Second, you need integrity. You have to be honest with the teams you lead, and genuinely care about their lives. What really differentiates my leadership style from others is I’m people first, not finance first, not business first.
Third, you need to be open-minded. Coach Jackson called it ‘watering the plants.’ I give my teams what they need to succeed. I water the plants, so to speak. Then I give them the room to incorporate their ideas into how we achieve our results.
Thank you for all that. Let’s now turn to the main focus of our discussion about creating a successful career as a CRO. For the benefit of our readers, can you help explain what exactly a CRO does? How is a CRO different than a CMO or a CFO?
A CRO has to have strong business acumen, to be able to align sales and marketing, professional services, solution architects and finance with a go-to-market revenue stream that has impact on the customer. I work with marketing to the customer, and from the customer all the way back to our organization. A CRO has to understand that entire process. Plus, a quality CRO has to always be looking at things that currently don’t drive revenue, looking for new tips of the spear, new revenue opportunities. I’ve always had my eyes on what’s next.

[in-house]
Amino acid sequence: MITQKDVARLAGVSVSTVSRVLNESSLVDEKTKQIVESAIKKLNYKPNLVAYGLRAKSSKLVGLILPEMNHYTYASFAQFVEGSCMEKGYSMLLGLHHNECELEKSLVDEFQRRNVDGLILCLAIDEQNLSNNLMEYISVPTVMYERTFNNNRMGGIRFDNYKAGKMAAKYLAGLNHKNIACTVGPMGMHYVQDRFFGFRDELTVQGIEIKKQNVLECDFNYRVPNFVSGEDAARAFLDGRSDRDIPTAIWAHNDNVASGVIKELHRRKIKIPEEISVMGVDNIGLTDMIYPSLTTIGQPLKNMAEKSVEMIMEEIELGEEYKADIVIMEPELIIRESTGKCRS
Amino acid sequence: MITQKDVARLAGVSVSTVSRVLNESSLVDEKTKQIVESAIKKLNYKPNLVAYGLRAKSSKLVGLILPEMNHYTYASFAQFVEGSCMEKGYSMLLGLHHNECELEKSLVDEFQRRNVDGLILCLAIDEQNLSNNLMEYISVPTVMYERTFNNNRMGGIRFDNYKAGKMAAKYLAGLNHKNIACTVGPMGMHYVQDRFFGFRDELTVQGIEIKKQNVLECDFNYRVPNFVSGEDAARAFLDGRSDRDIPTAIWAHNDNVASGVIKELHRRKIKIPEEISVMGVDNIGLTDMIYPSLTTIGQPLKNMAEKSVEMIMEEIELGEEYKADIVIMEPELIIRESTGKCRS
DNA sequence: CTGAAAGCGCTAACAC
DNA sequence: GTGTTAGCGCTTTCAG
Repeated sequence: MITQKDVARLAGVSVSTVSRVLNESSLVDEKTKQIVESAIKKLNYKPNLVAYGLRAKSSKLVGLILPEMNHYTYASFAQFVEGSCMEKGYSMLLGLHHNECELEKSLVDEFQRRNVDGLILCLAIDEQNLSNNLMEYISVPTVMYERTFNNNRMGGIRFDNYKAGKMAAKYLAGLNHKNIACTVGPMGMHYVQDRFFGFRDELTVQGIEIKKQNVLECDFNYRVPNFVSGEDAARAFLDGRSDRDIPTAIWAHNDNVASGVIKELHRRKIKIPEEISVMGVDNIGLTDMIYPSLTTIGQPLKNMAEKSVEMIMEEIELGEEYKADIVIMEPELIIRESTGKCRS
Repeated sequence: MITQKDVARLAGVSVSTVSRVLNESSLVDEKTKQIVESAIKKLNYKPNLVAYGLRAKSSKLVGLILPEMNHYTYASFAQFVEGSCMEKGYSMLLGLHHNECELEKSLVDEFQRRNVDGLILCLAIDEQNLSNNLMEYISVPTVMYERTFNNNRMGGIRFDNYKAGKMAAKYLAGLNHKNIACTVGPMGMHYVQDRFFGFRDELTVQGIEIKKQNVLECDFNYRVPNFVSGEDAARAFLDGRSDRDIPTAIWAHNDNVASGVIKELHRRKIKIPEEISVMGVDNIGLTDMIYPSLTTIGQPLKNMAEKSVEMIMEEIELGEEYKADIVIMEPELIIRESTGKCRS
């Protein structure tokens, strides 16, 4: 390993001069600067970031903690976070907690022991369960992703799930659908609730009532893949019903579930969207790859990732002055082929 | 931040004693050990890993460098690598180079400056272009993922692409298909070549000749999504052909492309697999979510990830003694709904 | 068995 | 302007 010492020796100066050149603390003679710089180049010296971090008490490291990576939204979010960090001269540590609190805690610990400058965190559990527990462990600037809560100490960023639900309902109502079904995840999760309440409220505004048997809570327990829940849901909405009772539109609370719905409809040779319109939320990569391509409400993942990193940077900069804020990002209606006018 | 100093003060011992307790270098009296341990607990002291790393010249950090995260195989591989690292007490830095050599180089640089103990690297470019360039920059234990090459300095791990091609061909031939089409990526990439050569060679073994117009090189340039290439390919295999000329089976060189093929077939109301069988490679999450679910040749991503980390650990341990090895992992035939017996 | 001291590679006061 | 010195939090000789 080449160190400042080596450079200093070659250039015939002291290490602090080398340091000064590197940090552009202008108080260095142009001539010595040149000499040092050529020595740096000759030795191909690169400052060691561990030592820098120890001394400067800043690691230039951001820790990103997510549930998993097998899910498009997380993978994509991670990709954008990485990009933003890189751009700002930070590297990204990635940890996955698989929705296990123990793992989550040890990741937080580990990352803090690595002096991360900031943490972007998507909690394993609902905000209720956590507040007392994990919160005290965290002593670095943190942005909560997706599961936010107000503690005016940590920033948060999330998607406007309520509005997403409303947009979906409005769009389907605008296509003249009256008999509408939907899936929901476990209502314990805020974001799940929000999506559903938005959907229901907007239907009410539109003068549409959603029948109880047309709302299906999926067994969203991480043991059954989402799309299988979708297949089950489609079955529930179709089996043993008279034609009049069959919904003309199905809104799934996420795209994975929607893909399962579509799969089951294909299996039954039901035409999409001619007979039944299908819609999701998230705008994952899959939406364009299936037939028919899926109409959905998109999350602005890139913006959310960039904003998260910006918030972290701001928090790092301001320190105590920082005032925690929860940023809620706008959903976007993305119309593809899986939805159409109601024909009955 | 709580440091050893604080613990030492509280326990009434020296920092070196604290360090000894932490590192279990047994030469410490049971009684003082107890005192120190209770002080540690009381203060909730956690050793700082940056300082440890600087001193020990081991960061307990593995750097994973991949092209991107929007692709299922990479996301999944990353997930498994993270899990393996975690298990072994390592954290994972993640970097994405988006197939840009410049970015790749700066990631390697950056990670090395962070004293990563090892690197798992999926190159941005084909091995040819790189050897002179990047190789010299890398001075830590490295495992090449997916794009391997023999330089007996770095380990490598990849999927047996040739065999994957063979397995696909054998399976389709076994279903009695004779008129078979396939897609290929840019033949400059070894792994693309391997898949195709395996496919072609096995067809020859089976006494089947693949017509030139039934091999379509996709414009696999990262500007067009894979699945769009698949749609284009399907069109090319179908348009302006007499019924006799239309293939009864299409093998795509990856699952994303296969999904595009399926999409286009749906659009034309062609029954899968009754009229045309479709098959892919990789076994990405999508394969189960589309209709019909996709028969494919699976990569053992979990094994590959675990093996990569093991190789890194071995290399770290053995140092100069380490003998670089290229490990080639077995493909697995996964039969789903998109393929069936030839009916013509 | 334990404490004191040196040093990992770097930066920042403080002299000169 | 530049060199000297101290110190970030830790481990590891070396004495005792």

You also have to think strategically, to get input from customers, your vendors, and market awareness. It calls for thinking, reading and overall being knowledgeable about all aspects of your business.You can’t sit in a glass house and not understand what the customers are asking for or what the customers are challenged with in today’s world.
And a CRO needs to create a culture of growth and winning. Culture drives everything. You must celebrate the wins and learn when it goes the other way!